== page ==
Túrógombóc combines two culinary traditions: Hungary’s fondness for túró, a fresh curd cheese appearing in many dishes, and the Czech and German preference for knödels/dumplings. It’s one of those foods that amount to more than the sum of their parts, especially when kept light with only a minimal amount of flour or semolina. The sour cream and powdered sugar toppings drive home the signature sweet-tart flavor of the dumplings.
Yield: makes 12-14 dumplings or 4-5 servings; Total time: 20 minutes cooking time plus 2 hours resting time
For the dumplings
500 grams (2 ¼ cups) Hungarian túró or crumbly cottage cheese, mashed with a fork to a paste
3 medium eggs, well beaten
90 grams (½ cup) semolina flour
3 tablespoons butter, melted
3 tablespoons powdered sugar
1 tablespoon freshly grated lemon zest (using 1 medium lemon)
Pinch of salt
For the fried breadcrumbs
3 tablespoons butter or vegetable oil
240 grams (2 cups) breadcrumbs
2 tablespoons sugar
1 teaspoon ground cinnamon
60 grams (½ cup) powdered sugar
200 grams (¾ cup) sour cream, not too cold
Step 1: Using a spatula and a mixing bowl, stir all ingredients together for the dumplings: túró (cottage cheese), beaten eggs, semolina, powdered sugar, grated lemon zest, and salt. Melt the butter in a skillet (or in a microwave) over medium heat until it starts to foam, then pour it over the túró mixture.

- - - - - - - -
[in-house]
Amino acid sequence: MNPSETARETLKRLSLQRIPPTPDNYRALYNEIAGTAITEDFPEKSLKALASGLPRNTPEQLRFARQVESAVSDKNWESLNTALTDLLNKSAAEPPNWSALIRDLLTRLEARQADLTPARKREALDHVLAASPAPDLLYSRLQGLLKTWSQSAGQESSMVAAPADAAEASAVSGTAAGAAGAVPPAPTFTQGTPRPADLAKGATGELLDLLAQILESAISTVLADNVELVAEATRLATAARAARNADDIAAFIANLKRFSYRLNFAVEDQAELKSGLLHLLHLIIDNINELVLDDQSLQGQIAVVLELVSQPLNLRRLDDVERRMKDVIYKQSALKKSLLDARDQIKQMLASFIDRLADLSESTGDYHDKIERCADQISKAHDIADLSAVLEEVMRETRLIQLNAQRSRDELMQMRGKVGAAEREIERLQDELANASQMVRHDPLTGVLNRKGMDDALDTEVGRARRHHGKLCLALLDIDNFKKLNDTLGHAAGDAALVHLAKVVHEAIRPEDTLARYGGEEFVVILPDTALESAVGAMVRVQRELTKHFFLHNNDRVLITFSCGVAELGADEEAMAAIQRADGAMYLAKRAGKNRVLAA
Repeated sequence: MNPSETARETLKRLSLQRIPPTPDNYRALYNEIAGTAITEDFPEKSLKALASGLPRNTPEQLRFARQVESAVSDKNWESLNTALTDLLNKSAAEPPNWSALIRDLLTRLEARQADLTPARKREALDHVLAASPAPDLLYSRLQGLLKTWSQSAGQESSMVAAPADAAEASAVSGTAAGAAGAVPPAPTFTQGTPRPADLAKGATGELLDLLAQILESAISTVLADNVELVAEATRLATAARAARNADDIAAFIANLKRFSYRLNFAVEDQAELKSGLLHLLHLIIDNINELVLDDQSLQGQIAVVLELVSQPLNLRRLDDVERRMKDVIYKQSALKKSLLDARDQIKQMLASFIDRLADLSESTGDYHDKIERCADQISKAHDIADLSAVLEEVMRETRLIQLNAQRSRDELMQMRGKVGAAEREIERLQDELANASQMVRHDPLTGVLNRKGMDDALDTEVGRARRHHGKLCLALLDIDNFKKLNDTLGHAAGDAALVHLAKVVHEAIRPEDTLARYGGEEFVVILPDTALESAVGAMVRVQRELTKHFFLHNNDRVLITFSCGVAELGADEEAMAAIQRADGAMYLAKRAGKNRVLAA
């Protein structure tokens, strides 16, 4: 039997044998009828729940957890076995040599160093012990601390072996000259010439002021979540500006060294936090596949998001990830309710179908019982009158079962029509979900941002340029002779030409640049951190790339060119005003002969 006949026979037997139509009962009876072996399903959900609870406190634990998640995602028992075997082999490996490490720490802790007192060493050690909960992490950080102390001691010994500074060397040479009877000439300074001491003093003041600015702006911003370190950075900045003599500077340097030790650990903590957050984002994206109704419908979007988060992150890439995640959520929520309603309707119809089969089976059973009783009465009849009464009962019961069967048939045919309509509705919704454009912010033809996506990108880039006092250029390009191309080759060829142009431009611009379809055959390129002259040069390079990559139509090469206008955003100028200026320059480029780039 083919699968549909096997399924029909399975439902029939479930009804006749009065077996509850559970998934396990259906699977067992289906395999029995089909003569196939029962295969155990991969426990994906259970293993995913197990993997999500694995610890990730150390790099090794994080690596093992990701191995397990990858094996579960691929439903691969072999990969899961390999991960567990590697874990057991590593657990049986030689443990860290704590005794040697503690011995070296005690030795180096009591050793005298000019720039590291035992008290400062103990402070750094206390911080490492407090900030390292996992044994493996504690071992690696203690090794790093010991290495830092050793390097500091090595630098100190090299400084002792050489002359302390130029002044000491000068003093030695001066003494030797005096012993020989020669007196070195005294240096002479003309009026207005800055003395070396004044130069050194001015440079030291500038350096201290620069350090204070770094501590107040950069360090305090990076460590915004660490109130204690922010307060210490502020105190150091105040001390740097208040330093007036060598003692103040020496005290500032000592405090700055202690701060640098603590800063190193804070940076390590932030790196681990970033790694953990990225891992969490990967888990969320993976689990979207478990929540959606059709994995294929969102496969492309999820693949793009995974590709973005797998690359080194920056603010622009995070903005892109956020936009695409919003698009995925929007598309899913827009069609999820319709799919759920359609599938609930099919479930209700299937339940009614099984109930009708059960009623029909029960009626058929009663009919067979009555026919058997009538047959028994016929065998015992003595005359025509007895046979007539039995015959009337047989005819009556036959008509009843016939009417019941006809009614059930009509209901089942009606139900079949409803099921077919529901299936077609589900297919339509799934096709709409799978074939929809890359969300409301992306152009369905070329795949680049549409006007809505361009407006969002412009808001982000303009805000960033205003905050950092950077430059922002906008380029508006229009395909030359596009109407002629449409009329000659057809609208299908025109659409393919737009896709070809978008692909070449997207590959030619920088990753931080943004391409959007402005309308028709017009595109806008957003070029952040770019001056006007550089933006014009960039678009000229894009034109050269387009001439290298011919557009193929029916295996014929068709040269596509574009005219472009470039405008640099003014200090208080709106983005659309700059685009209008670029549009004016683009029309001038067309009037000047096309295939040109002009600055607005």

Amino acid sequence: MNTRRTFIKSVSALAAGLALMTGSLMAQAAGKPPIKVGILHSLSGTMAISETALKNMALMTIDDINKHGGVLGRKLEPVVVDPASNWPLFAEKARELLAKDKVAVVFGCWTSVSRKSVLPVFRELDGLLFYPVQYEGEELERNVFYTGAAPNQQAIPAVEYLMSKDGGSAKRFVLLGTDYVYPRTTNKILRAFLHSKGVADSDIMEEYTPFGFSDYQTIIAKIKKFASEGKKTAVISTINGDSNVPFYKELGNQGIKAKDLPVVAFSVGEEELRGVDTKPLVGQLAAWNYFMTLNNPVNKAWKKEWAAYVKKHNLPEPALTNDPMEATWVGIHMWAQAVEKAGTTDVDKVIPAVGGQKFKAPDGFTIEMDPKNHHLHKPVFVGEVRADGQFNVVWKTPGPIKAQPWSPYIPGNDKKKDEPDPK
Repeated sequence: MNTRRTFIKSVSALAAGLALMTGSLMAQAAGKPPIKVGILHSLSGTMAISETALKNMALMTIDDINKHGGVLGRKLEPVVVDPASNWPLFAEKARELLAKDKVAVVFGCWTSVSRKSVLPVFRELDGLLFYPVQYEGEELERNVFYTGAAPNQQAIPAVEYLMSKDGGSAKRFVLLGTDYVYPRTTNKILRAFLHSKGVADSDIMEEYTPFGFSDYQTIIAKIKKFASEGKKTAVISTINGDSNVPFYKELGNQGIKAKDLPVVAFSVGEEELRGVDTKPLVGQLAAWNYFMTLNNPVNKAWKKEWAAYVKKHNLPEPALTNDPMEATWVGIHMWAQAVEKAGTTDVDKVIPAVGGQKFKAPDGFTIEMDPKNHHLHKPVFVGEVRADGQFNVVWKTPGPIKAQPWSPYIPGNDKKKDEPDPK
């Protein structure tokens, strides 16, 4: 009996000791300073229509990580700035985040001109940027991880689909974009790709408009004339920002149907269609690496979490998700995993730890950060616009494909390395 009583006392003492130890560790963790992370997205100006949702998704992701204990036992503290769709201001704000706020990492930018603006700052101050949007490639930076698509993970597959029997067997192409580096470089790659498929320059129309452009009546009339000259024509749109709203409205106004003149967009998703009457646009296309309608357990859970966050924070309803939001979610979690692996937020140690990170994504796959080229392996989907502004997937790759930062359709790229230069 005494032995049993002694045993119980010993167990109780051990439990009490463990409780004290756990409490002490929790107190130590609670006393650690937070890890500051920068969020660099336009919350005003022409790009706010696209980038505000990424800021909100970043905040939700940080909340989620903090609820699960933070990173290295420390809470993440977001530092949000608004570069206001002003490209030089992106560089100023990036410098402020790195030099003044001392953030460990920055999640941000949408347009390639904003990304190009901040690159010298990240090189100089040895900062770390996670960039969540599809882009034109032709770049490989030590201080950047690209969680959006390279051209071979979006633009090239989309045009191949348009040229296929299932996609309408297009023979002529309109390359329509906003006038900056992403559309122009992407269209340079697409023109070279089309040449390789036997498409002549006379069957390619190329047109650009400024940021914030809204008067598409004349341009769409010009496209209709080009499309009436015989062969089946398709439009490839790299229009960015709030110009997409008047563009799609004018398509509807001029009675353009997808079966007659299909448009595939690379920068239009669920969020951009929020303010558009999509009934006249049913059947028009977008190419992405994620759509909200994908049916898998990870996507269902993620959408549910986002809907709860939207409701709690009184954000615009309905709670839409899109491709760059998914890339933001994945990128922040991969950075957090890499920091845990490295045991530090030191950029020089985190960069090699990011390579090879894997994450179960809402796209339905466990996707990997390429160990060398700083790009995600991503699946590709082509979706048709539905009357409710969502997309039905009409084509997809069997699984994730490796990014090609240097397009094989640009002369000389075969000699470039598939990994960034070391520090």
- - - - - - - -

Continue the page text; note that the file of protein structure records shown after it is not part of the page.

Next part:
Step 2: Stir the mixture until smooth. Put aside, and let it rest for two hours in the fridge so that the semolina can absorb moisture and give structure to the dumplings.
Step 3: Bring 3 liters (3.2 quarts) of salted water to a low simmer in a large pot. With wet hands, form 12 or so round dumplings from the túró mixture and slide them into the water. Be sure the water is only at a bare simmer else the dumplings might disintegrate.
Step 4: In the meantime, heat butter in a pan and add the breadcrumbs when butter has started to foam. Toast on medium heat until golden brown, about 5 minutes (stir constantly as the breadcrumbs burn easily). Add sugar and cinnamon to the breadcrumbs, mix well, then turn off the heat.
Step 5: Scoop out the túró dumplings from the pot with a strainer or slotted spoon a minute after they appear on the surface, about 8 minutes in total, then roll them in the breadcrumbs. Transfer the túró dumplings to a plate, add a few dollops of sour cream and a generous sprinkle of powdered sugar on top and serve immediately.
Words of advice
To ensure the right consistency, you can start by cooking only a single dumpling and see how it turns out. If it’s too crumbly or falls apart, add a bit more semolina to the dough; if it’s too hard, increase the amount of túró.
I created these recipes with the help of nearly a dozen historical Hungarian cookbooks, adjusting ingredients, cooking times, and methods to reflect my own preferences and tastes of the current day. Do you have any feedback? Please let me know!